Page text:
And when you make it, first allowing the beets and parsnips to roast, putting off the sweet scent of caramelizing sugars throughout the house, then simmering until everything is tender and merry, and finally, tasting a spoonful, you know. It’s as if it was meant to be.

Okay, maybe that’s a little too poetic for a soup from humble beets and parsnips, two of the ugliest winter vegetables of the world, but just look at it. With a little love and a quick puree, homely root vegetables become silky and vibrant. That color alone is enough to chase any winter blues away. Perhaps it’s a bit soon to be thinking of Valentine’s Day meal ideas, but this could be a perfect simple dish to share with a fellow beet-lover. (Or possibly even convert a former beet-hater?)

This soup is easily adaptable. I think that’s the general nature and beauty of most soups – that you can add, change, and omit ingredients to your liking. Want to make this vegan? Just substitute the lard and beef broth for olive oil and vegetable broth – it will be just as lovely. I also think it would be delicious with even more parsnips, but it’s entirely up to you. Whatever you do, be sure to give this a try. It won’t disappoint.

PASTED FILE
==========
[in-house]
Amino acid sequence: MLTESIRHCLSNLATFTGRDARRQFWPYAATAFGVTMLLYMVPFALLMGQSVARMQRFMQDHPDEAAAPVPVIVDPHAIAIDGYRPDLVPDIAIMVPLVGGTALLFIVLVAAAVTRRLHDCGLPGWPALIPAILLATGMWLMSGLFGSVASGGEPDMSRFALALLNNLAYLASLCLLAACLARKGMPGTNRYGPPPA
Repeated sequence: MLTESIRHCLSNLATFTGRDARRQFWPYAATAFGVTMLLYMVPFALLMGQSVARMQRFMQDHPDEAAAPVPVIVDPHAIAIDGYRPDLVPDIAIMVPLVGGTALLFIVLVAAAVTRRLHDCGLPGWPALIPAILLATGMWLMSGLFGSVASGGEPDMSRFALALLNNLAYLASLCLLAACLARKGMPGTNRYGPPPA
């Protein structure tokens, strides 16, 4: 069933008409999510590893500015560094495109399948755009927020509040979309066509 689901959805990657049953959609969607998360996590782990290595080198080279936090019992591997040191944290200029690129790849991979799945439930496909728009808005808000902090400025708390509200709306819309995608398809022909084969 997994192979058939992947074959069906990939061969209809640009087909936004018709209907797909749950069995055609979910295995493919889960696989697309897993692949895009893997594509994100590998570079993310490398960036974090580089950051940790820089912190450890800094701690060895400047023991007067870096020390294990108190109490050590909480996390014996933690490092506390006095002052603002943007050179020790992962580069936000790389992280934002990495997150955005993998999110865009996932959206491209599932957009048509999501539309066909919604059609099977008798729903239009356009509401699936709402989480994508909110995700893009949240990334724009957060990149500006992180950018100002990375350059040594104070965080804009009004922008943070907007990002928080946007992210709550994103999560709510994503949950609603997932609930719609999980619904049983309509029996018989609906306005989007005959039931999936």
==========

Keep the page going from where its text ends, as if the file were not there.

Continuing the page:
Print Recipe

Beet and Parsnip Soup (gluten-free, dairy-free, soy-free, vegan-adaptable)

1 lb beets, peeled and cut into chunks

3-4 parsnips, peeled and cut into chunks

3 T melted lard (made from pastured pork fat – here’s a tutorial on how to render lard) or olive oil, separated

1/2 of a large yellow onion, chopped

2 pieces green garlic, chopped (or 4 garlic cloves)

3-4 sprigs fresh thyme

2 bay leaves

8 allspice berries

1/2 t fennel seeds

2 c beef stock (homemade is best - here’s a tutorial on how to make beef stock), or vegetable stock for vegan

1-2 c vegetable stock (again, homemade is best)

Salt and pepper to taste

Chopped parsley and Cashew Cream (below), for garnish


Preheat the oven to 400 degrees. Line a baking sheet with parchment paper. Toss the beets and parsnips with 2 tablespoons of the lard and season with a bit of salt. Roast for 30 minutes.